16 Jun '17 — Enjoying food shouldn't be a big deal
A day ago, we stopped by a new restaurant. The host told us they were entirely booked for the night. Although there were several tables for people who didn't rsvp, they were already taken. If we wanted to dine, he recommended making a reservation.
It's a Mexican restaurant. How good could Mexican be in Berlin? The number one thing Americans miss the most living in Europe is Mexican food. No matter the ingredients, restaurants here cannot make anything close. Not only in Berlin but every major city in Europe.
The restaurant is a five minute walk from home. The only time we made a reservation for a place in the neighborhood was for a Michelin star restaurant. I was turning 30.
There's also a brunch place two minutes from our house that I occasionally want to eat at. It's one of the number one places for brunch so reservations are recommended. I don't feel good about reserving a place two minutes away. It's too close to be more than a casual drop in. Prior planning just seems like too much work.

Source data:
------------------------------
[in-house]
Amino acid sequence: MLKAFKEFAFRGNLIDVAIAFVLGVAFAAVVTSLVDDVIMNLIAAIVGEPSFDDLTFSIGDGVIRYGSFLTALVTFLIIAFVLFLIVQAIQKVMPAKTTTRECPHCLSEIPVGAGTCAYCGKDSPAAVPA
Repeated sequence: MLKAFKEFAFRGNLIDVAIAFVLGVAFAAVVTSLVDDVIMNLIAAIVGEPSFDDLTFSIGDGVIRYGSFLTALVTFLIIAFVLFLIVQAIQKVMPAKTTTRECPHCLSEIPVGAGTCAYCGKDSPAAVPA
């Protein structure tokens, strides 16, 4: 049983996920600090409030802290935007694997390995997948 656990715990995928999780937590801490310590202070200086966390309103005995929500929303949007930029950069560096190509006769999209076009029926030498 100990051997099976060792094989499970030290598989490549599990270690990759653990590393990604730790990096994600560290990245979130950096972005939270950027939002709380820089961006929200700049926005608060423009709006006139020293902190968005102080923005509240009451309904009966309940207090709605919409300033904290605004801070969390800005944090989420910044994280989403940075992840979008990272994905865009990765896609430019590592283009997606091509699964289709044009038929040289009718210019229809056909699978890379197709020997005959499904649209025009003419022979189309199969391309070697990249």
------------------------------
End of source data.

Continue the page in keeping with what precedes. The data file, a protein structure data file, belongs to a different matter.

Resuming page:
So yesterday we were walking around, getting a bit hungry and thought, maybe we should check to see if the Mexican restaurant had tables open.
We near the restaurant and spot the same host turning guests away. I thought about bothering him again. 'What if we came day after day and he had to turn us away each time?' We live so close that we'd have nothing to lose. If we go enough times, he'd probably help us make a reservation. But if that happened, we might not show up.
Then my husband told me a story about a rabbit who visits a restaurant run by a bear. The rabbit visits everyday asking if they're serving chicken soup with chocolate. The bear repeatedly, day after day, says no. The rabbit continues to ask until, finally, the bear cooks up chicken soup with chocolate. The rabbit shows up again and asks if that soup is served. The bear says yes. In disbelief, the rabbit responds, 'Who would order such a thing?!'